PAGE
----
Science Fair Project Encyclopedia
In creating a motion picture with any degree of fidelity to a script, a storyboard provides a visual layout of events as they are to be seen through the camera lens. In the storyboarding process, most technical details involved in crafting a film can be efficiently described either in picture, or in corollary notation.
A storyboard in live-action film is essentially a large comic of the film or some section of the film produced beforehand to help the directors and cinematographers visualize the scenes and find potential problems before they occur. Often story boards include arrows or instructions that indicate camera movement.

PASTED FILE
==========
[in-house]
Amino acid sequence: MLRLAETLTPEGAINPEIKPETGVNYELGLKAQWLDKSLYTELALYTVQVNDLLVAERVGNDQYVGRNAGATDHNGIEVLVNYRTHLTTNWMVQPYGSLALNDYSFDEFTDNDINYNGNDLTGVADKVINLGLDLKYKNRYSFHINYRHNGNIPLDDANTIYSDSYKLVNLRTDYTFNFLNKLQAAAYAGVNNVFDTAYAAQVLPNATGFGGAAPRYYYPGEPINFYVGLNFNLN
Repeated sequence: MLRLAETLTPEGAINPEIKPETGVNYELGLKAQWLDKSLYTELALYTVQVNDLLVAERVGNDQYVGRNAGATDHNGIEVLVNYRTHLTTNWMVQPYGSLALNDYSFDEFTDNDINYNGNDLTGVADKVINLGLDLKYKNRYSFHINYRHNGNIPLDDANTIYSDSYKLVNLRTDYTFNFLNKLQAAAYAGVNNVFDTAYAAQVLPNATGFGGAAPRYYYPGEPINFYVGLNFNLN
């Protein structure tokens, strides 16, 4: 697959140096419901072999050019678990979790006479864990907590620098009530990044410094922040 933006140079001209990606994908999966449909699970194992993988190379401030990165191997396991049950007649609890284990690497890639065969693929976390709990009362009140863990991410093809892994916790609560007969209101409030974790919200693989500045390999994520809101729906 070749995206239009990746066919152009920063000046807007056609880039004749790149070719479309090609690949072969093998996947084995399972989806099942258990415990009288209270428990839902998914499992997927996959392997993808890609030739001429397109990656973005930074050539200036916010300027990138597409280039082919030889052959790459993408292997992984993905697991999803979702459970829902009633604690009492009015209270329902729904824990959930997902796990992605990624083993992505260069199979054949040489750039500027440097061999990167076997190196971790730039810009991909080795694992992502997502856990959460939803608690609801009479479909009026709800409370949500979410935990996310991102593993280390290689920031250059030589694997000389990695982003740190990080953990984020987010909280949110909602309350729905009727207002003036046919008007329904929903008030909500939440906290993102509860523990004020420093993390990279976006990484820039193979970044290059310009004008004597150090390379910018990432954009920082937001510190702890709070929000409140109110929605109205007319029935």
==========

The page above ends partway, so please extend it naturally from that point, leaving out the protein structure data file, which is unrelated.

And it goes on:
Some directors, such as Joel and Ethan Coen, storyboard extensively before taking the pitch to their funders, stating that it helps them get the figure they are looking for since they can show exactly where the money will be used. Other directors storyboard only certain scenes, or not at all.
Often storyboards are animated with simple zooms and pans to simulate camera movement (using software such as Final Cut Pro). These animations can be combined with available animatics, sound effects and dialog to create a presentation of how a film could be shot and cut together. Excellent examples of this exist on the DVD special features for 28 Days Later and The Lord of the Rings box sets.
The contents of this article is licensed from www.wikipedia.org under the GNU Free Documentation License. Click here to see the transparent copy and copyright details